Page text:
How is it already nearly the end of July? This year has been an utter blur. Perhaps a fun sign of getting older?
I’ve watched so many good films this year. A big plus to going to the cinema more often. (Shout out to the Prince Charles Cinema for being my second home.) I’ve made an effort to watch more international films, and have been greatly rewarded for doing so.
So for the first six months of this year. Here are the five new-to-me movies that I’ve enjoyed the most.
Everything Everywhere All at Once (2022) dir. by Daniels
When I saw this at the cinema, the woman behind me was sobbing like a baby. Not much more needs to be said.
Okay. Actually, I have a lot more to say about this movie, which is largely about the immigrant experience. It’s hilarious, truly moving and utterly unforgettable. Michelle Yeoh is a treasure. As is Stephanie Hsu, Ke Huy Quan (IN THAT STUIT!!!!), Jamie Lee Curtis and James Hong… The cast is brilliant.
Black Dynamite (2009) dir. by Scott Sanders
“Your knowledge of scientific biological transmogrification is only outmatched by your zest for kung-fu treachery!”
I wasn’t sure what to expect when I began watching Black Dynamite, a parody of the Blaxploitation movies of the 70s. But it’s so funny and very clever. A true love letter to the genre.
If you’re fond of the films of that era, it’s a must-watch. Even if you’re not, the comedy is excellent. It’s a fun ride that keeps the pace moving at all times.
Mother (2009) dir. by Bong Joon-Ho
First off, shout out to my coworker who took the time to give me an excellent list of Eastern Asian movies to watch. It’s been an endless source of great
When I saw Mother in cinemas, I wasn’t entirely sure what to expect. But I left stunned and in tears.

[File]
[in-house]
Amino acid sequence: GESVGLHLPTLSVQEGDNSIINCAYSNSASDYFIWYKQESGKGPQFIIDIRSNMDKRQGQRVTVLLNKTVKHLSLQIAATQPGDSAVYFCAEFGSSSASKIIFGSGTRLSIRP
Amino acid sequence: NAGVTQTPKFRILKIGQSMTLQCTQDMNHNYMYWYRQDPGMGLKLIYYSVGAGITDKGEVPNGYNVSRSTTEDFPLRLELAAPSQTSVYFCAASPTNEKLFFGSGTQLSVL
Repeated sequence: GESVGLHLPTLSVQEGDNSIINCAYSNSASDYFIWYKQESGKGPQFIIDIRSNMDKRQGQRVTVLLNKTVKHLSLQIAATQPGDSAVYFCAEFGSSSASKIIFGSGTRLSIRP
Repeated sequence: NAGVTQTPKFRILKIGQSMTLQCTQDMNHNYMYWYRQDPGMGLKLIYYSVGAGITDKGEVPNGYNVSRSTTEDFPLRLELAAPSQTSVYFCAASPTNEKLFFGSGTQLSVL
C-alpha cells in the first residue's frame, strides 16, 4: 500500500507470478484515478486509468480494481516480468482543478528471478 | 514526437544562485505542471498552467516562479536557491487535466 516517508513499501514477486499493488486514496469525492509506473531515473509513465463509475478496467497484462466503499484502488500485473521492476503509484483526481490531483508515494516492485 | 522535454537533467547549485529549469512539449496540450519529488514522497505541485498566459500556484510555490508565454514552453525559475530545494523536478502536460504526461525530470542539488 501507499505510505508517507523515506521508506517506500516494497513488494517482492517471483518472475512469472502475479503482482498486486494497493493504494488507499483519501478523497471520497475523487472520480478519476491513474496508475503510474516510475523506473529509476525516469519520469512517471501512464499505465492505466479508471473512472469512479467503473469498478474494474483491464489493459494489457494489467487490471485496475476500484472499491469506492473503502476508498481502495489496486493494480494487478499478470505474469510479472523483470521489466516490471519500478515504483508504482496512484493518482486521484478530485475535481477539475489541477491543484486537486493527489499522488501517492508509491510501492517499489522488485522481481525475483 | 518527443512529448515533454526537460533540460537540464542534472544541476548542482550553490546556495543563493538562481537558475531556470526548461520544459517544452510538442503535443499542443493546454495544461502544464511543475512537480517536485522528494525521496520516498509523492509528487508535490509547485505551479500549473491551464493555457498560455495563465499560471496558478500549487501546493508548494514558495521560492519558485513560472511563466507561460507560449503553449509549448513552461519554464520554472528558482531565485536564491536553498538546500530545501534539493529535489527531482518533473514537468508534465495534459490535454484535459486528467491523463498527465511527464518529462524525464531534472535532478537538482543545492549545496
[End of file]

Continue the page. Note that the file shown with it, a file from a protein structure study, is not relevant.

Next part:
It’s best to go blind into this one to avoid any expectations. But the story examines the lengths people (mothers) will go to protect their children, sometimes to the detriment of others.
The Snake Girl and the Silver-Haired Witch (1968) dir. by Noriaki Yuasa
If there’s one thing I’m excited to explore more of, it’s classic Japanese horror. The monsters are unlike anything I’ve seen in Western cinema.
I have, of course, seen many of Yuasa’s Gamera movies, but this fantasy horror outing is special. The Snake Girl follows a young girl who is reunited with her family after spending time in an orphanage. Though her family is not quite everything she hopes they would be.
This movie reminded me vaguely of the excellent A Tale of Two Sisters, which is also a story about family betrayal and secrets. But this one has witches and crazy ladies with snake necks!
Switchblade Sisters (1975) dir. by Jack Hill
I’ve seen some of Jack Hill’s movies before, but was so surprised by how engaging Switchblade Sisters was.
Based loosely on Othello, this exploitation gang movie follows a group of school girls who fight for power and leadership of the Jezebels. There’s betrayal, excellent outfits and plenty of violence.